Join us to discuss the implications of the Open AI codex on introductory programming Monday 4th July at 2pm BST

Automatic code generators have been with us a while, but how do modern AI powered bots perform on introductory programming assignments? Join us to discuss the implications of the OpenAI Codex on introductory programming courses on Monday 4th July at 2pm BST. We’ll be discussing a paper by James Finnie-Ansley, Paul Denny, Brett A. Becker, Andrew Luxton-Reilly and James Prather [1] for our monthly SIGCSE journal club meetup on zoom. Here is the abstract:

Recent advances in artificial intelligence have been driven by an exponential growth in digitised data. Natural language processing, in particular, has been transformed by machine learning models such as OpenAI’s GPT-3 which generates human-like text so realistic that its developers have warned of the dangers of its misuse. In recent months OpenAI released Codex, a new deep learning model trained on Python code from more than 50 million GitHub repositories. Provided with a natural language description of a programming problem as input, Codex generates solution code as output. It can also explain (in English) input code, translate code between programming languages, and more. In this work, we explore how Codex performs on typical introductory programming problems. We report its performance on real questions taken from introductory programming exams and compare it to results from students who took these same exams under normal conditions, demonstrating that Codex outscores most students. We then explore how Codex handles subtle variations in problem wording using several published variants of the well-known “Rainfall Problem” along with one unpublished variant we have used in our teaching. We find the model passes many test cases for all variants. We also explore how much variation there is in the Codex generated solutions, observing that an identical input prompt frequently leads to very different solutions in terms of algorithmic approach and code length. Finally, we discuss the implications that such technology will have for computing education as it continues to evolve, including both challenges and opportunities. (see accompanying slides)

All welcome, details at Thanks to Jim Paterson at Glasgow Caledonian University for nominating this months paper.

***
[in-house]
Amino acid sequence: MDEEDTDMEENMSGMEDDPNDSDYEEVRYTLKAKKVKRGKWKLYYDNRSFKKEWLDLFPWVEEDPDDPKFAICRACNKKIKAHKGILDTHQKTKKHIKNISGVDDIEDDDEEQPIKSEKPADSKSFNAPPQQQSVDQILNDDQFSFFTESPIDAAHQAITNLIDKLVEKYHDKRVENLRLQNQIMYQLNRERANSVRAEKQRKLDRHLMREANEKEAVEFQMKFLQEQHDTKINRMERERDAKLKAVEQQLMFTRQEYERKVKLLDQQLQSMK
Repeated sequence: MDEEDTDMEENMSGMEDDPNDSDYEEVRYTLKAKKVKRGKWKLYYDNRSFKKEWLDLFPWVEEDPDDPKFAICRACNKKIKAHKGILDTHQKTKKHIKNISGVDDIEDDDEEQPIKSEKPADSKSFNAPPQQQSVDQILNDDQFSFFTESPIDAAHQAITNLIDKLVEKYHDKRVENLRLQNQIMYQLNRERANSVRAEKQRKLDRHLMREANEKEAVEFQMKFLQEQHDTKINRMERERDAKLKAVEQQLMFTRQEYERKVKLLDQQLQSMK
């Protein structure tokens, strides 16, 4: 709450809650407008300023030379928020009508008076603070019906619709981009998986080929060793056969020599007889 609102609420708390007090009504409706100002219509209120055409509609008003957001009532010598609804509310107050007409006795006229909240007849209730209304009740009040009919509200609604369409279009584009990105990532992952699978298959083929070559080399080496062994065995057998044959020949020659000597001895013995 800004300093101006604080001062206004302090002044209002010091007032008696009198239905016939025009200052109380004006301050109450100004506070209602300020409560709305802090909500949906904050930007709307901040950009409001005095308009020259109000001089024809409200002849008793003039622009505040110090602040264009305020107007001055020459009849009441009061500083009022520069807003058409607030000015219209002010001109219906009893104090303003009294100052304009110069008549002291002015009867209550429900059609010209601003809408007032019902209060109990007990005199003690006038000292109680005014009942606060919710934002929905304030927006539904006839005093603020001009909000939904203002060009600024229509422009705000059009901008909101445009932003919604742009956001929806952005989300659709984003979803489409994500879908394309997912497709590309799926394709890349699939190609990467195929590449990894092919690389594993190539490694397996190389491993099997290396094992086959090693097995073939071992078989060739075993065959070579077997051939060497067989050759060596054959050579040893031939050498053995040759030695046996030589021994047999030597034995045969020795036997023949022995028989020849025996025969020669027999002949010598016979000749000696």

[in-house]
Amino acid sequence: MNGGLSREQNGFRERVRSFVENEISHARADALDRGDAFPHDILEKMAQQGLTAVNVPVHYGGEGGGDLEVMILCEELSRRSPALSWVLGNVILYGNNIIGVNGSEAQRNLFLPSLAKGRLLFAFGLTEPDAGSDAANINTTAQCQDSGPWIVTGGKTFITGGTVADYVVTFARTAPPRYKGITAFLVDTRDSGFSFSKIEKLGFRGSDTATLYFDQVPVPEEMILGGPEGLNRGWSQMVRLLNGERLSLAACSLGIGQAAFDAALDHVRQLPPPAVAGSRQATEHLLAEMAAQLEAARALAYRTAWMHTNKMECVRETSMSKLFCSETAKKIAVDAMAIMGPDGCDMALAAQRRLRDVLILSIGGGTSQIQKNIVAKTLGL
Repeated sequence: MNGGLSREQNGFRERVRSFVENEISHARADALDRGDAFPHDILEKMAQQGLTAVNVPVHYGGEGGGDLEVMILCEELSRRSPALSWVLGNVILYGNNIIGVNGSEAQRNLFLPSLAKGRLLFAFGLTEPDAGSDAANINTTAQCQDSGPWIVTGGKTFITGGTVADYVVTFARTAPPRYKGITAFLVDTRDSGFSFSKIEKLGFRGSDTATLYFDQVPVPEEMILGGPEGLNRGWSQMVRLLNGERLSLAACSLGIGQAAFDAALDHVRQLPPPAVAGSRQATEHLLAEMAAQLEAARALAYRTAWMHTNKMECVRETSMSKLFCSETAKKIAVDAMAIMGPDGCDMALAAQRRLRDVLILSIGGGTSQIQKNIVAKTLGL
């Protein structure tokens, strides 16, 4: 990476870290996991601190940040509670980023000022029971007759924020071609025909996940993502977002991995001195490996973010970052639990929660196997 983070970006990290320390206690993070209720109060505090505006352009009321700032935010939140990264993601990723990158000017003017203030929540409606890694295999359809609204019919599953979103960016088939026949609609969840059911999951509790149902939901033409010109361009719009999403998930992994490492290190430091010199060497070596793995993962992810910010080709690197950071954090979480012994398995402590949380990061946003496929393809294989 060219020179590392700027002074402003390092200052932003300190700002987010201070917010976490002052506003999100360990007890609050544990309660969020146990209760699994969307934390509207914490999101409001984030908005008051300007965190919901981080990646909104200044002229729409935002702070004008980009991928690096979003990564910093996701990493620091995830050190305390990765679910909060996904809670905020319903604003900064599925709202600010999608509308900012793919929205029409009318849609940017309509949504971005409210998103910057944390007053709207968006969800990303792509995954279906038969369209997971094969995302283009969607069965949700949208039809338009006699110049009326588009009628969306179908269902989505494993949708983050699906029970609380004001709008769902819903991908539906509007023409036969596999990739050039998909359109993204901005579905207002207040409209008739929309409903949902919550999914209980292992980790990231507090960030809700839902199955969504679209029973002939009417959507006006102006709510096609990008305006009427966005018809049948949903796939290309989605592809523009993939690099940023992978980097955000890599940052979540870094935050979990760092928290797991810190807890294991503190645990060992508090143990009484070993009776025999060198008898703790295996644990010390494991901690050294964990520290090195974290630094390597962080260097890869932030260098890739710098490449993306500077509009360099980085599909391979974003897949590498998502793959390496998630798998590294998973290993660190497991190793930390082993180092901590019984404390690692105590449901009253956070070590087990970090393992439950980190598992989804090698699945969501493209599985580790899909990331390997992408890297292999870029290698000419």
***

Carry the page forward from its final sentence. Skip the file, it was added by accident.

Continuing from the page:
1. James Finnie-Ansley, Paul Denny, Brett A. Becker, Andrew Luxton-Reilly, James Prather (2022) The Robots Are Coming: Exploring the Implications of OpenAI Codex on Introductory Programming ACE ’22: Australasian Computing Education Conference Pages 10–19 DOI:10.1145/3511861.3511863

Join us to discuss sense of belonging in Computer Science on Mon 6th Dec at 2pm GMT

Image by surang on

Students sense of belonging has been shown to be associated with many attributes such as motivation and persistence. But what makes people feel like they belong in Computer Science? Join us on Monday 6th December at 2pm GMT to discuss belonging via a paper by Catherine Mooney and Brett Becker. [1] This won a best paper award at SIGCSE 2021.

[There will be no SIGCSE journal club in November, however, we’ll be back in December as usual.]

Sense of belonging, or belongingness, describes how accepted one feels in their academic community and is an important factor in creating inclusive learning environments. Belongingness is influenced by many factors including: students’ backgrounds and experiences; other people; environments (physical and virtual); academic discipline; external factors such as local, regional, and global issues; and time. 2020 has been dominated by several major events including the COVID-19 pandemic which dramatically impacted education. The Black Lives Matter movement has further raised global awareness of equality, diversity and inclusion not just in society, but in educational contexts. Climate change concerns, and politically charged news are also increasingly affecting our students.